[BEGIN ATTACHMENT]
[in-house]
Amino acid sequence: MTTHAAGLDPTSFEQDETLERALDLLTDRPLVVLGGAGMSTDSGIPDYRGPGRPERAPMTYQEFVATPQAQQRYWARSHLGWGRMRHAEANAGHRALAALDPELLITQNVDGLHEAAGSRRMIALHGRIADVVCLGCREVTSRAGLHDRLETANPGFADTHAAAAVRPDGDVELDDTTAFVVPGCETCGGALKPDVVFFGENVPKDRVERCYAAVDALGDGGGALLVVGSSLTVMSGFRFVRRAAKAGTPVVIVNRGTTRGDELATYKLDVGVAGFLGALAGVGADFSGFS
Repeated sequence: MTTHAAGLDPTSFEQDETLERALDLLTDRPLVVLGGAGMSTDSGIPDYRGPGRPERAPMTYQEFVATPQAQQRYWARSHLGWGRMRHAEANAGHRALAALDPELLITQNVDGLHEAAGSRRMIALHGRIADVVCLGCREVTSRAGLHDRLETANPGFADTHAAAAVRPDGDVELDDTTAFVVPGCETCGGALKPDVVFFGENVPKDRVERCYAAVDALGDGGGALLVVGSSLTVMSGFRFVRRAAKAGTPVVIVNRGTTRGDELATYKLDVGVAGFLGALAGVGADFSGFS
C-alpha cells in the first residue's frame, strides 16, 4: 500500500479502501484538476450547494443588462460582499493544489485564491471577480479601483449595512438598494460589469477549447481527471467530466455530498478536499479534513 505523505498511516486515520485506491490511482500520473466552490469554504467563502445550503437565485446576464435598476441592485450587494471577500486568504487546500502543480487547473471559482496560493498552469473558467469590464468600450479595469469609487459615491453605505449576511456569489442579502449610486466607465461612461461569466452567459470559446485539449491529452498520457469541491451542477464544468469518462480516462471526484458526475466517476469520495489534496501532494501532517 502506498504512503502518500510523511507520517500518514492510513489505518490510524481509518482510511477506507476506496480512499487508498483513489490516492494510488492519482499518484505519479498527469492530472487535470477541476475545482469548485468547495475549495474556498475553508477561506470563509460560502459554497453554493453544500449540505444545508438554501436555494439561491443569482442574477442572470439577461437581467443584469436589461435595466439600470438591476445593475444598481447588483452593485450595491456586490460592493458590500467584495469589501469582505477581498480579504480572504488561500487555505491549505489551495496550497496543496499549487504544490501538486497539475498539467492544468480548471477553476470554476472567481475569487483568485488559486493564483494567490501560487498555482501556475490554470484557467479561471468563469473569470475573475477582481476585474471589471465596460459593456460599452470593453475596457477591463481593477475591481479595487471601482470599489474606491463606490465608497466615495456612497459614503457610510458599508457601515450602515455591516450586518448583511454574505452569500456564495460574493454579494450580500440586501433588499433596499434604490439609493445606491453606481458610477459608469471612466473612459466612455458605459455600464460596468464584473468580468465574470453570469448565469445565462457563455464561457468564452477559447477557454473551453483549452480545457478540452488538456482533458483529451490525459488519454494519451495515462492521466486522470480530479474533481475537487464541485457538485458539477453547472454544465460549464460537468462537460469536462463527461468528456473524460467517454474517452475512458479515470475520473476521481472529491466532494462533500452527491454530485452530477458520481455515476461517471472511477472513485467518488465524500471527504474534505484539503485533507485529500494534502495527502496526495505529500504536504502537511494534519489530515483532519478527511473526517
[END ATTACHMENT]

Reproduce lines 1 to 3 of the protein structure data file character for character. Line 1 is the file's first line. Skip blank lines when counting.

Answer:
[in-house]
Amino acid sequence: MTTHAAGLDPTSFEQDETLERALDLLTDRPLVVLGGAGMSTDSGIPDYRGPGRPERAPMTYQEFVATPQAQQRYWARSHLGWGRMRHAEANAGHRALAALDPELLITQNVDGLHEAAGSRRMIALHGRIADVVCLGCREVTSRAGLHDRLETANPGFADTHAAAAVRPDGDVELDDTTAFVVPGCETCGGALKPDVVFFGENVPKDRVERCYAAVDALGDGGGALLVVGSSLTVMSGFRFVRRAAKAGTPVVIVNRGTTRGDELATYKLDVGVAGFLGALAGVGADFSGFS
Repeated sequence: MTTHAAGLDPTSFEQDETLERALDLLTDRPLVVLGGAGMSTDSGIPDYRGPGRPERAPMTYQEFVATPQAQQRYWARSHLGWGRMRHAEANAGHRALAALDPELLITQNVDGLHEAAGSRRMIALHGRIADVVCLGCREVTSRAGLHDRLETANPGFADTHAAAAVRPDGDVELDDTTAFVVPGCETCGGALKPDVVFFGENVPKDRVERCYAAVDALGDGGGALLVVGSSLTVMSGFRFVRRAAKAGTPVVIVNRGTTRGDELATYKLDVGVAGFLGALAGVGADFSGFS